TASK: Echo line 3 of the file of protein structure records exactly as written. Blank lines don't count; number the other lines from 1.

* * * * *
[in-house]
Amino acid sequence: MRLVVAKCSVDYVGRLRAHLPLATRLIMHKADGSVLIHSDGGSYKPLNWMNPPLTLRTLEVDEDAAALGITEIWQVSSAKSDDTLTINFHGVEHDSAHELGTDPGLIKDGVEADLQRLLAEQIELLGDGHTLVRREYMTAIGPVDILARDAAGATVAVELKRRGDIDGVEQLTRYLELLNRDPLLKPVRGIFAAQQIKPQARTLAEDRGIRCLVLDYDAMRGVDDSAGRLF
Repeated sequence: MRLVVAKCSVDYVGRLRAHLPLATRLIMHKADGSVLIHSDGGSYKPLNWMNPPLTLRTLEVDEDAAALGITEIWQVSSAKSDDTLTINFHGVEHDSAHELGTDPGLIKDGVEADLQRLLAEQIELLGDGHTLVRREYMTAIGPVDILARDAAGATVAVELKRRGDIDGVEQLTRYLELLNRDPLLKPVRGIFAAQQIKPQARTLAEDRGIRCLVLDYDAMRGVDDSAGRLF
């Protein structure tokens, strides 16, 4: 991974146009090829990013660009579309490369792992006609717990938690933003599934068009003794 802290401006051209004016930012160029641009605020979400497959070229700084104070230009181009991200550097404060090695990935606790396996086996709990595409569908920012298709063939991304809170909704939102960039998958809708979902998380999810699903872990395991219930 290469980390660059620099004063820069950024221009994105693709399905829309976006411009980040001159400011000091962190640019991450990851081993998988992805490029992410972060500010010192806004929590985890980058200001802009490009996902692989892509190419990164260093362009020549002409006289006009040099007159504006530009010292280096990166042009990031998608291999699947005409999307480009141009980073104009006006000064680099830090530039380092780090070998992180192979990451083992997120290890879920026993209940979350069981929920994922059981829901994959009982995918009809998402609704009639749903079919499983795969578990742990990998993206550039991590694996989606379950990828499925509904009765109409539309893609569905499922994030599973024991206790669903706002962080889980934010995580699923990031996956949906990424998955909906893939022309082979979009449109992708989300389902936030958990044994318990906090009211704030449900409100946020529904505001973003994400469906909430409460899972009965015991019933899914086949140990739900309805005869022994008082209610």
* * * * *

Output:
Repeated sequence: MRLVVAKCSVDYVGRLRAHLPLATRLIMHKADGSVLIHSDGGSYKPLNWMNPPLTLRTLEVDEDAAALGITEIWQVSSAKSDDTLTINFHGVEHDSAHELGTDPGLIKDGVEADLQRLLAEQIELLGDGHTLVRREYMTAIGPVDILARDAAGATVAVELKRRGDIDGVEQLTRYLELLNRDPLLKPVRGIFAAQQIKPQARTLAEDRGIRCLVLDYDAMRGVDDSAGRLF